Editor's note

Terrorists in cities around the world have turned cars and trucks into weapons for attacking crowds of people. But, as computer scientist Jeremy Straub writes, safety equipment already common on new cars could be programmed to stop would-be attackers’ efforts and save lives.

Yesterday President Trump finally revealed his pick to be the next chair of the Federal Reserve, offering arguably the second-most-powerful job in the world – after his own – to current board member and former investment banker Jerome Powell. Who is he and why does his appointment matter? University of California Merced economist Greg Wright explains.

And today is National Sandwich Day. Like many popular foods, the sandwiches we know and love evolved from earlier versions – some more appetizing than others – and were influenced by a range of social and cultural forces.

Jeff Inglis

Science + Technology Editor

Top stories

Existing cars can stop when they detect pedestrians. Yauhen_D/Shutterstock.com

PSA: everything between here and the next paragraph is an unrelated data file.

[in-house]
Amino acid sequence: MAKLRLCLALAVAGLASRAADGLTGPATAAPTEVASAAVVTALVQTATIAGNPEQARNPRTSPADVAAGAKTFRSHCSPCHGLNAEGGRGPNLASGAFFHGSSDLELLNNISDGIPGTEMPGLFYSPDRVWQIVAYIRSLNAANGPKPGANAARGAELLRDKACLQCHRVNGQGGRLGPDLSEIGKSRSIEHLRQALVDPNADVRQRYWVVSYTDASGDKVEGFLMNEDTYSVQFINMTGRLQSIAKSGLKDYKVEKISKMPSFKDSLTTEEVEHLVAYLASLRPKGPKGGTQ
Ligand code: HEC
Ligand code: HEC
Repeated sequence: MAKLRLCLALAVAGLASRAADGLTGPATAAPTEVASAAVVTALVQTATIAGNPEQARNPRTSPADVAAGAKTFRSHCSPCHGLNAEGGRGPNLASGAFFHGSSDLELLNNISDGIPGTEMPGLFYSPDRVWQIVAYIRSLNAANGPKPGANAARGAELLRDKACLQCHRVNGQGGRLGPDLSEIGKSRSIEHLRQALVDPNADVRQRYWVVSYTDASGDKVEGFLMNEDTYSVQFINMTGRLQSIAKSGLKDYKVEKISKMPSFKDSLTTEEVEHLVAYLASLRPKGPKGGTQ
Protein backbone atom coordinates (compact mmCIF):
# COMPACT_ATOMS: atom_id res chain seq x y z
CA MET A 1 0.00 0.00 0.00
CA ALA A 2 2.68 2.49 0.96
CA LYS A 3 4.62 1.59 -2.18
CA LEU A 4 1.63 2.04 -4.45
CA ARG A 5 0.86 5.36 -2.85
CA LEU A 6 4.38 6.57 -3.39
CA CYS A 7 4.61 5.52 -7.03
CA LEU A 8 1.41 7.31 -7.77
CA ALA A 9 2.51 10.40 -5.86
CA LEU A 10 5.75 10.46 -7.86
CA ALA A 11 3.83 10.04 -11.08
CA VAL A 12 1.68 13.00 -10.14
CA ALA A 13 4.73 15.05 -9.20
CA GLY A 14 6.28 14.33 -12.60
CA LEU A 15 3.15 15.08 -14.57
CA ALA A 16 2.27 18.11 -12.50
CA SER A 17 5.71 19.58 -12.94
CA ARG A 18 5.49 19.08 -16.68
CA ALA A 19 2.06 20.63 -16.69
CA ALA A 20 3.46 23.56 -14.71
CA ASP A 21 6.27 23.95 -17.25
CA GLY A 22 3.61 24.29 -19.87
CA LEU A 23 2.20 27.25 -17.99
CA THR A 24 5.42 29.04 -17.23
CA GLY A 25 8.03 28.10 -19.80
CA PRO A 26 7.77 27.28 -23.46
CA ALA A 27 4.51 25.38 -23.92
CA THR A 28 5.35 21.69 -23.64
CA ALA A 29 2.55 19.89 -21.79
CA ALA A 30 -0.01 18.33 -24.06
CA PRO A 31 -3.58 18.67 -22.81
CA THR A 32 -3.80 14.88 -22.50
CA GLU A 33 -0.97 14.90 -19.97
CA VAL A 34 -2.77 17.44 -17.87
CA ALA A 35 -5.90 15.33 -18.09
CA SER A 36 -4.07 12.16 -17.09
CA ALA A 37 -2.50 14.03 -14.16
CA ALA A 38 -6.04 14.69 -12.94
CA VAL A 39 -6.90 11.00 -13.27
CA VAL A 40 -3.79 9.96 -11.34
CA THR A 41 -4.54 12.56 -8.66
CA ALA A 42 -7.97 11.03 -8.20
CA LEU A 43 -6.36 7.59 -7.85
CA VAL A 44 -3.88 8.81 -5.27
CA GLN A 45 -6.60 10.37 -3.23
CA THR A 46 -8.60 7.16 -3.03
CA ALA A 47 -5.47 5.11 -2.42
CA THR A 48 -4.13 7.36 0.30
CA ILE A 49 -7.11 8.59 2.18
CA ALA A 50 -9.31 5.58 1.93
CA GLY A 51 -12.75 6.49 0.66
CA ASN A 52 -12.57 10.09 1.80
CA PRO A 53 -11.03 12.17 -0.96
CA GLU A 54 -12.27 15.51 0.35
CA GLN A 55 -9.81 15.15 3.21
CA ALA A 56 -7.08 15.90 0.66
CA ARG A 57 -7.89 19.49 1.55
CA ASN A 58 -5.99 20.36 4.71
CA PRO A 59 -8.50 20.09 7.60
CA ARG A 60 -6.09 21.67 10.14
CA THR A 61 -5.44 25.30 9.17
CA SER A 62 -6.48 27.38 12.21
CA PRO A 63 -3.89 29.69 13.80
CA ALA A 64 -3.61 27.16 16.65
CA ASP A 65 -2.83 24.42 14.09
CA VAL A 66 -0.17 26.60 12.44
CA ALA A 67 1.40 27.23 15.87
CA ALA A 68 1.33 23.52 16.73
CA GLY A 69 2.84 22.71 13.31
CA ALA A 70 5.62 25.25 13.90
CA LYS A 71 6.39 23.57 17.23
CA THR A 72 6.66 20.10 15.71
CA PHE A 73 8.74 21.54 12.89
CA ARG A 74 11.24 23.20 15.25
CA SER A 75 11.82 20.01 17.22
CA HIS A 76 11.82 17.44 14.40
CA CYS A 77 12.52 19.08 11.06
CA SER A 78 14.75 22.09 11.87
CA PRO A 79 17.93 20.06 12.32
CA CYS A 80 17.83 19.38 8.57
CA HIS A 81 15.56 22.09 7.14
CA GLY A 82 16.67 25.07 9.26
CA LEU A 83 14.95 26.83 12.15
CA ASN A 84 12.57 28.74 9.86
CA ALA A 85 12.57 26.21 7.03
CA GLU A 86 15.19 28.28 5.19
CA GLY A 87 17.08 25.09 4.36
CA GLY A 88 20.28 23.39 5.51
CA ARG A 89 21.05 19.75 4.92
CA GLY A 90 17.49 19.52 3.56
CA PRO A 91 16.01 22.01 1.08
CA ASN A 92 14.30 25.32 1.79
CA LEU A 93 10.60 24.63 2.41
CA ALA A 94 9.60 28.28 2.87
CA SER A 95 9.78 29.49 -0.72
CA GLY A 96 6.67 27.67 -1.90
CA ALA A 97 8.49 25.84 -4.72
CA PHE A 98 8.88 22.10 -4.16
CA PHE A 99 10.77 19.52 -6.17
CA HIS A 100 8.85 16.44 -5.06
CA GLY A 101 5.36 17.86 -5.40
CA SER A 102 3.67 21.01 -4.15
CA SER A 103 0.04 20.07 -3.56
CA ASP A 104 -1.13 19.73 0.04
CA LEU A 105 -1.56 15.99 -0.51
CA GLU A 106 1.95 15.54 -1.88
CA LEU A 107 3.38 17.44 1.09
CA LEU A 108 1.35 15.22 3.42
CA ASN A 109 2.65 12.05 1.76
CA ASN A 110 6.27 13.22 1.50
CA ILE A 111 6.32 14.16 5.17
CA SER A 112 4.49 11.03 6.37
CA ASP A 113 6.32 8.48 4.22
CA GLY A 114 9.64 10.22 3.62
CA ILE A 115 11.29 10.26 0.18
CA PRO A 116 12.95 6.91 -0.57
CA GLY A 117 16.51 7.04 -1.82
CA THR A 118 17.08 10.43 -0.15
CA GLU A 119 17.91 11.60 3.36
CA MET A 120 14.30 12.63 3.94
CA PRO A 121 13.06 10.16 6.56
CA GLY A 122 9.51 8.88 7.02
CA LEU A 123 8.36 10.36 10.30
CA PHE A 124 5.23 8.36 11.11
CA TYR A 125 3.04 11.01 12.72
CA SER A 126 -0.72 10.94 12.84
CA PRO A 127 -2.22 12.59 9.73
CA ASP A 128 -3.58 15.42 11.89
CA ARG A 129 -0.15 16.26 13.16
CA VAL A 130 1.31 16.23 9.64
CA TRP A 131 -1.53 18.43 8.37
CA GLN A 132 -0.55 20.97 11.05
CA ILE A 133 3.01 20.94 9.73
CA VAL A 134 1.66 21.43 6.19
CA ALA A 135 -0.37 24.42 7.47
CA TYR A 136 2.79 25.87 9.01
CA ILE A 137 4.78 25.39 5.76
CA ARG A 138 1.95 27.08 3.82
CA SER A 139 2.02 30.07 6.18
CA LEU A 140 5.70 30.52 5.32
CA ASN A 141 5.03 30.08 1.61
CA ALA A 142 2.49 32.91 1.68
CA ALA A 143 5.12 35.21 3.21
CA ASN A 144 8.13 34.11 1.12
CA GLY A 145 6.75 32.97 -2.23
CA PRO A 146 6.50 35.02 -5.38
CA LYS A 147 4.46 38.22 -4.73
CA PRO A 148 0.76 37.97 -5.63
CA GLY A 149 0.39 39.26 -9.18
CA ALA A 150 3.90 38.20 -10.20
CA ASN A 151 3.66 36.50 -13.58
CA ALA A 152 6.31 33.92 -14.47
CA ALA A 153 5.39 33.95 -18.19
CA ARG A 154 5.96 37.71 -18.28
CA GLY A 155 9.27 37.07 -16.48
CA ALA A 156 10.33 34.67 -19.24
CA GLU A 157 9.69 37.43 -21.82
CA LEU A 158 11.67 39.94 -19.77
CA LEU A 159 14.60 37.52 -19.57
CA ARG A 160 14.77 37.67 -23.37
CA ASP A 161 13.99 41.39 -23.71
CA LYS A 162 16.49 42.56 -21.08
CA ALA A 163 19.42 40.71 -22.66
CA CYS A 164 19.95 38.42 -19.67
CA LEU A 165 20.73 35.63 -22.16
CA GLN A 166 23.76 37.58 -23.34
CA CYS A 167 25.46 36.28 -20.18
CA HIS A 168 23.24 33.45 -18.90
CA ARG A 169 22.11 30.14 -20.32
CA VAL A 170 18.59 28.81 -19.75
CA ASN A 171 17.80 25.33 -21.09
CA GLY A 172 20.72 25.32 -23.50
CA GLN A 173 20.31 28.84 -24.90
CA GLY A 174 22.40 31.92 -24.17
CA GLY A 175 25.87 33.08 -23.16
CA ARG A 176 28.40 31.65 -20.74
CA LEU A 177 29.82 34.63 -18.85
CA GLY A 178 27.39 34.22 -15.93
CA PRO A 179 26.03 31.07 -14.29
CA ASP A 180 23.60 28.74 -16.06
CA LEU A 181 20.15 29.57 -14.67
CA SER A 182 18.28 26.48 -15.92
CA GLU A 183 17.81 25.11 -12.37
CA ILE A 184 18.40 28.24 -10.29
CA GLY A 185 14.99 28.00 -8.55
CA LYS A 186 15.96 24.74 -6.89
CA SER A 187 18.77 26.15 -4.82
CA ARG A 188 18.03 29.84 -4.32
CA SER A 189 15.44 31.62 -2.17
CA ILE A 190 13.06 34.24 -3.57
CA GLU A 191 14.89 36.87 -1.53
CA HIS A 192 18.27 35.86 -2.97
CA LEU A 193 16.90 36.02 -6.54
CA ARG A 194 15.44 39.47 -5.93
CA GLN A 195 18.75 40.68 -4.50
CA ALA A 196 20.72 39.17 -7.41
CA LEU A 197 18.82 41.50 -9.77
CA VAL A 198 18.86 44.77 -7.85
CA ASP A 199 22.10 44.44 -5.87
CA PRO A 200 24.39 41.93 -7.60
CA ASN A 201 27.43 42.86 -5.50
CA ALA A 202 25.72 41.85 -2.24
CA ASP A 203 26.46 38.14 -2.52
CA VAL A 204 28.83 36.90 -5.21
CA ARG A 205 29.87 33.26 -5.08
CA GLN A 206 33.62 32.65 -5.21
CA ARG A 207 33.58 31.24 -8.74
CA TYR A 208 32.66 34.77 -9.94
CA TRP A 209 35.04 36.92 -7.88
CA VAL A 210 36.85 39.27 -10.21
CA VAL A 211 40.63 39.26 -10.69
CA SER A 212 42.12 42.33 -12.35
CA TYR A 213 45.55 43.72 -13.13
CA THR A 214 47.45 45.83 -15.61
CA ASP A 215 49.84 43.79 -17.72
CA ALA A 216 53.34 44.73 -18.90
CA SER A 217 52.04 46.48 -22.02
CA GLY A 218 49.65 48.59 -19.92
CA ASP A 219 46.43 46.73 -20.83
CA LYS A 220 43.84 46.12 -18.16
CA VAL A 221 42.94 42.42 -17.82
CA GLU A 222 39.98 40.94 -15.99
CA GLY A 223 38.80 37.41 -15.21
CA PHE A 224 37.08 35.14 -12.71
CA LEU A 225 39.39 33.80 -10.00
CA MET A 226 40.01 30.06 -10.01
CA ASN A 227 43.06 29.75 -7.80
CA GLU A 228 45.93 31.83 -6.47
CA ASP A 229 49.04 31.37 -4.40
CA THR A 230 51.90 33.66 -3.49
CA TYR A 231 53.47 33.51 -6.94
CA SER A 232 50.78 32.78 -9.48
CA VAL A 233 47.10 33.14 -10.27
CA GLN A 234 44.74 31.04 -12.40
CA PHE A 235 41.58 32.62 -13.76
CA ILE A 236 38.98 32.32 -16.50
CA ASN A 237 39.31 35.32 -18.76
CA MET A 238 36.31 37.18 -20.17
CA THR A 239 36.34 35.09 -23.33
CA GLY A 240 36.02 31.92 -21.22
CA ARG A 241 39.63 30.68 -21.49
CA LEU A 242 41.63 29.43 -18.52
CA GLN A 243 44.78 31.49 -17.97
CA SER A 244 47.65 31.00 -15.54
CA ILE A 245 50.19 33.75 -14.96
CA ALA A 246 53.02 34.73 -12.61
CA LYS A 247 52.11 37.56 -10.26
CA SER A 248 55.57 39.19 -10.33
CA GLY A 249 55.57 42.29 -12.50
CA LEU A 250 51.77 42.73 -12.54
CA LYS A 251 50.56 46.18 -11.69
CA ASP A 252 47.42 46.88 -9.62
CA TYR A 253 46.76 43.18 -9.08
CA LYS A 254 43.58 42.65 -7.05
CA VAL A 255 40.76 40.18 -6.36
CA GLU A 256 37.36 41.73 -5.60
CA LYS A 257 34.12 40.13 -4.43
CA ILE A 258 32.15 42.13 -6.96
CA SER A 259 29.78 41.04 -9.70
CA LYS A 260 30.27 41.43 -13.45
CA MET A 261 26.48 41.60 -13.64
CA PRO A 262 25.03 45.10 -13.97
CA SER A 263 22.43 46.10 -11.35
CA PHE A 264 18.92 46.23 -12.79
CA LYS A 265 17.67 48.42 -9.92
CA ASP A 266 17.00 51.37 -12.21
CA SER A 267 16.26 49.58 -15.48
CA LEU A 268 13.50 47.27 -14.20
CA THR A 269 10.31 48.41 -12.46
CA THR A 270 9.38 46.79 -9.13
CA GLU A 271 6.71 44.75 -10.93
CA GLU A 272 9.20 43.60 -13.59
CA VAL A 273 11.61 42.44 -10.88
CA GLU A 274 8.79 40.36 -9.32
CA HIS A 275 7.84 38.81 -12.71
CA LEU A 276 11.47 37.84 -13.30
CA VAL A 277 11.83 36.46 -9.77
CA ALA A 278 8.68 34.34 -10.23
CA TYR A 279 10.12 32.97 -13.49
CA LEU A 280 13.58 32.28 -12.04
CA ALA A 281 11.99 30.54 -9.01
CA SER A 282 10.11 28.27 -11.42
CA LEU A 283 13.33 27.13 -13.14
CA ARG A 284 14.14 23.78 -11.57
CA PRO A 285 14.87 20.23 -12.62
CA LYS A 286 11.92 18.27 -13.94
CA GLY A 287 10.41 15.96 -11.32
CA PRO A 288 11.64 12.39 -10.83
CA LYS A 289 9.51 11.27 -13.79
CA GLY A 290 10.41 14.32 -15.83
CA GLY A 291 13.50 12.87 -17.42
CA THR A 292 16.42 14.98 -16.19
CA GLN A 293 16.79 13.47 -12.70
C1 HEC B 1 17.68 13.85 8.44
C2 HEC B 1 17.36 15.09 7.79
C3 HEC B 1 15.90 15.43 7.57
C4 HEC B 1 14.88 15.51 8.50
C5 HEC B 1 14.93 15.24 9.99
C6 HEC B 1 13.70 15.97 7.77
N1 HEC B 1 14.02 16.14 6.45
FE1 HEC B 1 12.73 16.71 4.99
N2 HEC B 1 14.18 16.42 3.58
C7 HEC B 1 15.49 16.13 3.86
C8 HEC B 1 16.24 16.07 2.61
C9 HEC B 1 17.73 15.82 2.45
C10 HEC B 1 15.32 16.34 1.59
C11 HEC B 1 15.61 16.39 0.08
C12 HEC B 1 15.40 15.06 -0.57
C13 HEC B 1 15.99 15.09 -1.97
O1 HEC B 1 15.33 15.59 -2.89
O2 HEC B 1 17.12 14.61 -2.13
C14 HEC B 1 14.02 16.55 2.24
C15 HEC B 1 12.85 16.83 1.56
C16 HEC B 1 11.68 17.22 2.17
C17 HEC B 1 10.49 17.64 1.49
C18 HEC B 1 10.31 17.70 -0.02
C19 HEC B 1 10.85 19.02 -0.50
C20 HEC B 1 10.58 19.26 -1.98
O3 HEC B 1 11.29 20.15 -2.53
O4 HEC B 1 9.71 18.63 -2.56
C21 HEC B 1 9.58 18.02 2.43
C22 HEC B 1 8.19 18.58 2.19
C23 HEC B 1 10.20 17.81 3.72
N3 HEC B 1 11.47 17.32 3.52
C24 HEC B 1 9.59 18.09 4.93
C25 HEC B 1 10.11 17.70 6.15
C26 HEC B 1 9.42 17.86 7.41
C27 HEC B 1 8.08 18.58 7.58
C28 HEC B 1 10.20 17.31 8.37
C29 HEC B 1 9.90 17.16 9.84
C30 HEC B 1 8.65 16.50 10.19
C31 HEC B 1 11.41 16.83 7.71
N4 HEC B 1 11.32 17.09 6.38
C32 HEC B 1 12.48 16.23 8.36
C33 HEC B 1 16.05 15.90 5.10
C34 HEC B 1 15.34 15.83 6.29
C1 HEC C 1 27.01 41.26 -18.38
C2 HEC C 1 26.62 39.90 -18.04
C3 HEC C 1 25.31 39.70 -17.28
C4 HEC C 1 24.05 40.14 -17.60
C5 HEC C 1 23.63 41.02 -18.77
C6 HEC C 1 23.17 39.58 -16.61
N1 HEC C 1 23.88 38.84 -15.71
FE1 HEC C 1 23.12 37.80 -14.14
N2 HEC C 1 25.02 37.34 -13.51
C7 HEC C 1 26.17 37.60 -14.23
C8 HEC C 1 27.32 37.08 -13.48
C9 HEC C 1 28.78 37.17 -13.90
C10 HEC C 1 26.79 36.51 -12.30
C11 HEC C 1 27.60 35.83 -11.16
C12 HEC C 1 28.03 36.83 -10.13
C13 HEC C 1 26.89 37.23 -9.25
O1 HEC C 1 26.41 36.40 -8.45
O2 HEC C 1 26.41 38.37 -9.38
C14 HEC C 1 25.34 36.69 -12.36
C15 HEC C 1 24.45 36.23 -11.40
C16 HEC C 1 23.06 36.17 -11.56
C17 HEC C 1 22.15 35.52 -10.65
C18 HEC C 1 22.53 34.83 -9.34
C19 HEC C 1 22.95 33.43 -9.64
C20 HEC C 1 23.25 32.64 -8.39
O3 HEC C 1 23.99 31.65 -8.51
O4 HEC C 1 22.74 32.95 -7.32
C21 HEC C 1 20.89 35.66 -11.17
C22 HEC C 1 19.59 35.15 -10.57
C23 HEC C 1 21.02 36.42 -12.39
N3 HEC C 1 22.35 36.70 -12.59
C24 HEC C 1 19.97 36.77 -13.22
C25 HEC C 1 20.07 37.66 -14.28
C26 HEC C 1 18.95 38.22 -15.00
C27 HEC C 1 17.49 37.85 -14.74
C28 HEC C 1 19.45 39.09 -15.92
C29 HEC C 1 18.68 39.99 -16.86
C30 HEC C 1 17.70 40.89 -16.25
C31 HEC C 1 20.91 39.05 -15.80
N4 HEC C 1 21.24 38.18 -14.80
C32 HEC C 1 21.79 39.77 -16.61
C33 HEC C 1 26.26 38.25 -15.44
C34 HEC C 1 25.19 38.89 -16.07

On-board computers and sensors could stop the next car-based attack

Jeremy Straub, North Dakota State University

Driver aid systems and self-driving vehicle control systems could override a driver who is trying to attack people and prevent tragedy.

This man may soon be the world’s ‘second-most-powerful person.’ AP Photo/Andrew Harnik

Trump names 'safe' choice to lead the Federal Reserve: 5 questions answered

Greg Wright, University of California, Merced

The chair of the Federal Reserve is often considered the world's 'second-most-powerful person.' So who is Jerome Powell and why does it matter that he may soon head the Fed?


In America's sandwiches, the story of a nation

Paul Freedman, Yale University; Andrew P. Haley, The University of Southern Mississippi; Imogene L. Lim, Vancouver Island University; Ken Albala, University of the Pacific; Megan Elias, Boston University

Five food experts peer under the bread to plumb the histories of the country's unique sandwiches, from favorites like tuna fish to lesser-known fare like the woodcock.

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Today’s quote

Any comprehensive response to a health issue must consider those who have not developed the problem.


To stop the opioid epidemic, the White House should embrace prevention

M. Dolores Cimini

University at Albany, State University of New York

M. Dolores Cimini